(note:  a minority of schools are opposed to this bill who are members of the association)

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Gainful Employment Update

Gainful Employment Impact

 

The new gainful employment regulations promulgated by the Department of Education under the direction of the current administration is projected to wipe out the majority of cosmetology schools in the United States. Cosmetology school graduates work in the Salon and Spa industry, a $21 Billion industry with over 900,000 establishments in the United States. It is one of the few growing and flourishing industries in the country and has outperformed the overall economy in job growth in 9 of the past 11 years.   Thirty Percent of the individuals working in the salon and spa industry are self-employed. They are educated in beauty schools.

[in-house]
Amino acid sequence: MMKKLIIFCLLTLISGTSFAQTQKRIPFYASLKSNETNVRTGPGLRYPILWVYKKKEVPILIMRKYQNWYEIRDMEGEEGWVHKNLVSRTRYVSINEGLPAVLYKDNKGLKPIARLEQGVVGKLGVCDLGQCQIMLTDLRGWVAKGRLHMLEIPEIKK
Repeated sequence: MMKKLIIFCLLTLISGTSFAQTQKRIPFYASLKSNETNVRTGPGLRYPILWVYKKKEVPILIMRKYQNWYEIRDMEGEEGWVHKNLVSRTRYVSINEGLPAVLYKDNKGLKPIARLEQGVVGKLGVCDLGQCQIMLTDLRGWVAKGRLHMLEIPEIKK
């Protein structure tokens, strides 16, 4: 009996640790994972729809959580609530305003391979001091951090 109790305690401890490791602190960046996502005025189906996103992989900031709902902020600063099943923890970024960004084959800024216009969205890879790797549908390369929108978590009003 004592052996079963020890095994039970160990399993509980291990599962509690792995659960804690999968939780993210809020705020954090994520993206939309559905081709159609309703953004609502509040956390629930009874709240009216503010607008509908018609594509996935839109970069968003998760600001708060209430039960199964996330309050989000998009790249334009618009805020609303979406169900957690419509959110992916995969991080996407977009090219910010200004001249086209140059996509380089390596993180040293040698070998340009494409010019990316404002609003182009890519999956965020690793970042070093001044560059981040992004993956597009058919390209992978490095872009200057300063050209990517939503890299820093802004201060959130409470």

The Accrediting agency NACCAS currently has 1402 accredited cosmetology schools. If each accredited school graduates an average of 80 students per year that equals 112,160 graduates per year.

 

The average tuition for all cosmetology schools is $13,750. More than half of the accredited beauty schools in the United States will probably lose their NACCAS accreditation under the new Gainful Employment regulations. For the most part it will be the higher end schools that devote a greater number of educational resources to their programs. Sub-standard schools that minimize their educational investment should meet the new standard.  It is hard to predict the status of the rest of the schools that are just providing a good education.

 

What government in its right mind would pass a regulation that would undermine a flourishing industry that contributes so much to the economy, to single mothers, and to small business owners? As with health care, one of the biggest problems is that few understand this regulation and its impact. Many in congress are shocked to find out the impact of this regulation.